News broke within the scientific diving community early on Tuesday 12 November 2019 that a diving incident had occured in the Solomon Islands.
Joshua Copus, a Curator at Bishop Museum in Honolulu, Hawaii suffered from loss of consciousness at approximately 60m (200ft). He was diving a Poseidon SE7EN rebreather on an ichthyological ("Ikhthus" meaning fish, "logos" meaning study) project. His CCR diving companions immediately recognised the problem and worked to bring the unconscious diver to the surface, where he could be assisted by the surface-support team. Copus was promptly given CPR and, despite the best efforts of the team, he could not be revived.
Following the rescue, the remaining dive team were obliged to conduct multiple hours of required decompression. No other member of the team experienced apparent DCI symptoms.
Bishop Museum is renowned for their research on mesophotic coral ecosystems, and they have made many groundbreaking discoveries and found several new species.
Mesophotic coral ecosystems ('Meso' meaning middle, 'Photic' meaning light - known as 'MCEs' or the "coral-reef 'Twilight Zone' ") are loosely defined as a coral-reef habitat at depths of approximately 30m (100ft) to 152m (500ft). This zone or area in the water column has low light penetration where light-dependent coral, algae and organisms are found. In order to conduct sensible research in this zone, researchers utilise rebreathers and ROVs (remotely operated vehicles) because it is beyond the limit of recreational scuba technology.
This is immensely sad news. It looks as though the scientific diving community has lost a future star. In 2008, Copus received an AAUS (American Academy of Underwater Science) scholarship for a research project entitled 'Population Structure of Chaetodon trichrous: Does genetic differentiation exist?'. At the time of his death, the former Northern Arizona University student was writing up his PhD thesis with the intention of defending it at the University of Hawaii in early 2020.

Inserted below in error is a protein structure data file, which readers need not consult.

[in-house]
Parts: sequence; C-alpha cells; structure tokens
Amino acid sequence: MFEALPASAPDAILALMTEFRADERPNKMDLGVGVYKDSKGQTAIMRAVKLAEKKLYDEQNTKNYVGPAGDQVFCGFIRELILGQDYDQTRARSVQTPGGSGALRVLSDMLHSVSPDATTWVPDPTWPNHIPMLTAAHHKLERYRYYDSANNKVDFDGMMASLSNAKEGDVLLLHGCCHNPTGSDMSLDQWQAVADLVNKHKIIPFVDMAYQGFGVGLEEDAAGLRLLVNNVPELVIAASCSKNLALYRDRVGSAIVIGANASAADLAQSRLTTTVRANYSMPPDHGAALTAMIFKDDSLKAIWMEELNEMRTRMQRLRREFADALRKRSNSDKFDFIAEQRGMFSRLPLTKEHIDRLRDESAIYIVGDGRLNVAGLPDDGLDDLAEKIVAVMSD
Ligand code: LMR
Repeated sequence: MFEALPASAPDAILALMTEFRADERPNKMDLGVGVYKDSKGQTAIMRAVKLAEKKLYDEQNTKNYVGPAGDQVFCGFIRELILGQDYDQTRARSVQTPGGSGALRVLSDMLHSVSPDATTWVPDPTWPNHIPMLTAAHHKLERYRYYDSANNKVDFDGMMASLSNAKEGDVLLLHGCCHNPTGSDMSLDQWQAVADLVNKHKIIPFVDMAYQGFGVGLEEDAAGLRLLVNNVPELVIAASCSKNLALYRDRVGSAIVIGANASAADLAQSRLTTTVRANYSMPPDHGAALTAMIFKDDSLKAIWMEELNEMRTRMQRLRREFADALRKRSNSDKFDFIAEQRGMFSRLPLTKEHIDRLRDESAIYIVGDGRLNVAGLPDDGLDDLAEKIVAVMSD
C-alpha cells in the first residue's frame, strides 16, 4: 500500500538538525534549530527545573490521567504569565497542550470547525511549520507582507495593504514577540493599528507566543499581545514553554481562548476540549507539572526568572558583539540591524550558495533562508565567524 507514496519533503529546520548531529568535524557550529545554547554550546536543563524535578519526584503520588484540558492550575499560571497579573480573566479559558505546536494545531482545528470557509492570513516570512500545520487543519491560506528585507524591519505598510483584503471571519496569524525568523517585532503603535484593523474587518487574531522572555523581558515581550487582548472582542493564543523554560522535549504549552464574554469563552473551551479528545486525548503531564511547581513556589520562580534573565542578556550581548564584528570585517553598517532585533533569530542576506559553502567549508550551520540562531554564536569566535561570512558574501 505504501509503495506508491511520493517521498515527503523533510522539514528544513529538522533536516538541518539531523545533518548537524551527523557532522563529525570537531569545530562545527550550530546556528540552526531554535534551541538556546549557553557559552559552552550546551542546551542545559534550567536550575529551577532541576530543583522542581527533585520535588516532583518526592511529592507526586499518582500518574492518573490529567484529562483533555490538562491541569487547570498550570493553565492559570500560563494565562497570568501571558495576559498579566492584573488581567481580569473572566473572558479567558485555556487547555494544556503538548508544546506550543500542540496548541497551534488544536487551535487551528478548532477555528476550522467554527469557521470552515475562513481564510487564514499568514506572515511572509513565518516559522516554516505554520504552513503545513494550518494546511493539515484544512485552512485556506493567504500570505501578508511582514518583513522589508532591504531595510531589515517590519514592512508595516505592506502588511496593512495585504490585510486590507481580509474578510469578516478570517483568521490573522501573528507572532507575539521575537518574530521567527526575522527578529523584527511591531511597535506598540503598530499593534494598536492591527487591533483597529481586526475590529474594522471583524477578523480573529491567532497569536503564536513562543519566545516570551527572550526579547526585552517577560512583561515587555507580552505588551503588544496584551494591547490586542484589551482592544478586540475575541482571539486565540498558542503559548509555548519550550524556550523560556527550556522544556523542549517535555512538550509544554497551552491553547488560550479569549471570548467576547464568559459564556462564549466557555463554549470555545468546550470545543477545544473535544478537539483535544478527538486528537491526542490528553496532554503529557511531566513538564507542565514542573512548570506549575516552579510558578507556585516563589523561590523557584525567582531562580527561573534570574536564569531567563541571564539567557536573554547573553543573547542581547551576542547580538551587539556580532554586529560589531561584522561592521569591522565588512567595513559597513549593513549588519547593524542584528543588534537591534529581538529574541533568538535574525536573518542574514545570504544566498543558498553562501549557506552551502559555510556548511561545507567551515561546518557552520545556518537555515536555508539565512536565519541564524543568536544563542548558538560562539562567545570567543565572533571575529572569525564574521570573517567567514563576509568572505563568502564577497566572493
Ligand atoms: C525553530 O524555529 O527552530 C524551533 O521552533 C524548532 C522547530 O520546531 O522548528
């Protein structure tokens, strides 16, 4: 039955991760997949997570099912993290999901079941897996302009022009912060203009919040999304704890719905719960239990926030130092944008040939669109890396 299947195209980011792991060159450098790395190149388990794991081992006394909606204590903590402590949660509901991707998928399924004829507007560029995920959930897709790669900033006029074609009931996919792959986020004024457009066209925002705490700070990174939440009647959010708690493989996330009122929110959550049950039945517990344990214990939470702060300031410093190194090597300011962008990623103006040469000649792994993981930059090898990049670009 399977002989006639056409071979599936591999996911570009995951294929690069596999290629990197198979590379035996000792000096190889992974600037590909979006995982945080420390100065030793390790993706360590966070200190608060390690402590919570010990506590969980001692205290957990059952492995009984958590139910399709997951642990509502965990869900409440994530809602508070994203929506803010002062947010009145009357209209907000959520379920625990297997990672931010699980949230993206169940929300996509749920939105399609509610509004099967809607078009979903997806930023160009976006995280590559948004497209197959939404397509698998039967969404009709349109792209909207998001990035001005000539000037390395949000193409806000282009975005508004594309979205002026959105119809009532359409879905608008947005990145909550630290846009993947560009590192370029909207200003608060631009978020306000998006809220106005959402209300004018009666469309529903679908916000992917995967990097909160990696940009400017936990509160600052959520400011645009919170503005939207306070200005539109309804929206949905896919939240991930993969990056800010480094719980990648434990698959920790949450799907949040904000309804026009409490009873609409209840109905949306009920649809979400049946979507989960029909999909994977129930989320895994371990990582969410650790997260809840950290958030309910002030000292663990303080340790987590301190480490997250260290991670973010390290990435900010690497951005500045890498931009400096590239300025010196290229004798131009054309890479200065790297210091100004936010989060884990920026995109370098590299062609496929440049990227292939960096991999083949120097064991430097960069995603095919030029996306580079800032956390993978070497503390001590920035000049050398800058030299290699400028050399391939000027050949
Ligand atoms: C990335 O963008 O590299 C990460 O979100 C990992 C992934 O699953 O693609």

Copus’ friends and colleagues paid tribute on social media. These comments echo many similar posts.
"I met Josh when he came to Guam to do some collecting. Such a helpful, knowledgeable guy."
"Josh is one of my favorite visitor's that comes to the dive office, because he always takes the time to make me smile."
"Josh did so much to help me as an undergrad interested in taxonomy."
"I am so sad to see Josh's achievements of scientific discovery cut desperately short."
"Josh was a great scientist and a good friend in the lab."
The news of this fatality broke on the first day of the 2019 DEMA Show, therefore relevant personnel and international experts were immediately notified at the Orlando event, and an investigation was instigated. It should be noted that scientific diving is one of the safer forms of diving, because of several factors. There is low peer or institutional pressure to complete dives in less than perfect conditions. Scientific divers also dive to a rigorous set of protocols, and benefit from relatively high levels of education, training and ongoing supervision.
As a result of this incident, a number of Diving Safety Officers issued a "cease and desist" statement to their dive teams, instructing them that until further notice rebreather diving is no longer authorised. Divers should not read anything into this—this is standard operating practice in the scientific diving community after a serious incident or a fatality. This is known a "diving stand-down."
Josh Copus was married with a young son. His wife is currently finishing her doctoral degree. A family friend—Matthew O'Neill—has therefore set up a GoFundMe appeal. All donations will help with immediate and future bills, i.e. it will cover funeral expenses, and then support Josh's widow and his son. Any donation will help make a positive difference. Thank you.